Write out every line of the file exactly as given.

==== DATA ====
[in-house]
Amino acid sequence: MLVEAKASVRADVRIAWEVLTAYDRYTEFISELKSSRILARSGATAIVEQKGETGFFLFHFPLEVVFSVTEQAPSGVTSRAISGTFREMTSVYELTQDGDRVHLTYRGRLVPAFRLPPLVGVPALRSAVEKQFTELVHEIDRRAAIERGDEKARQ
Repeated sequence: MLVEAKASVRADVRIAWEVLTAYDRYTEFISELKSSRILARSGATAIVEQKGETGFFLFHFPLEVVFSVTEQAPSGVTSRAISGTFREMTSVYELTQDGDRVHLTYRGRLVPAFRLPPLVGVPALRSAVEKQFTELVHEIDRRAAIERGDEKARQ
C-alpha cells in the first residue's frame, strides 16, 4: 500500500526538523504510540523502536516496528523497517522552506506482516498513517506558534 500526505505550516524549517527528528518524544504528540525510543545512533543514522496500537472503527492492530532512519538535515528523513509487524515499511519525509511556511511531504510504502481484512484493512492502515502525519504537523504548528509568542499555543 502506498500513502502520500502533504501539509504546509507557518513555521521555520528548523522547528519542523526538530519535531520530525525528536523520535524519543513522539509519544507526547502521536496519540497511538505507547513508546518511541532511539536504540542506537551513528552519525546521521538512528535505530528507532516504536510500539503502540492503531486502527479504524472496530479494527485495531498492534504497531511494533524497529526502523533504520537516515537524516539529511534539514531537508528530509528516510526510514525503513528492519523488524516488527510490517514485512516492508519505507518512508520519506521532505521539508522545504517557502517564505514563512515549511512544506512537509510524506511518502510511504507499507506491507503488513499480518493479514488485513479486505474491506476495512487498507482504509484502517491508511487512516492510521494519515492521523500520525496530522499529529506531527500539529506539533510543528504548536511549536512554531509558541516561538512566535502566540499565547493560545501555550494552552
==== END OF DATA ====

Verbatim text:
[in-house]
Amino acid sequence: MLVEAKASVRADVRIAWEVLTAYDRYTEFISELKSSRILARSGATAIVEQKGETGFFLFHFPLEVVFSVTEQAPSGVTSRAISGTFREMTSVYELTQDGDRVHLTYRGRLVPAFRLPPLVGVPALRSAVEKQFTELVHEIDRRAAIERGDEKARQ
Repeated sequence: MLVEAKASVRADVRIAWEVLTAYDRYTEFISELKSSRILARSGATAIVEQKGETGFFLFHFPLEVVFSVTEQAPSGVTSRAISGTFREMTSVYELTQDGDRVHLTYRGRLVPAFRLPPLVGVPALRSAVEKQFTELVHEIDRRAAIERGDEKARQ
C-alpha cells in the first residue's frame, strides 16, 4: 500500500526538523504510540523502536516496528523497517522552506506482516498513517506558534 500526505505550516524549517527528528518524544504528540525510543545512533543514522496500537472503527492492530532512519538535515528523513509487524515499511519525509511556511511531504510504502481484512484493512492502515502525519504537523504548528509568542499555543 502506498500513502502520500502533504501539509504546509507557518513555521521555520528548523522547528519542523526538530519535531520530525525528536523520535524519543513522539509519544507526547502521536496519540497511538505507547513508546518511541532511539536504540542506537551513528552519525546521521538512528535505530528507532516504536510500539503502540492503531486502527479504524472496530479494527485495531498492534504497531511494533524497529526502523533504520537516515537524516539529511534539514531537508528530509528516510526510514525503513528492519523488524516488527510490517514485512516492508519505507518512508520519506521532505521539508522545504517557502517564505514563512515549511512544506512537509510524506511518502510511504507499507506491507503488513499480518493479514488485513479486505474491506476495512487498507482504509484502517491508511487512516492510521494519515492521523500520525496530522499529529506531527500539529506539533510543528504548536511549536512554531509558541516561538512566535502566540499565547493560545501555550494552552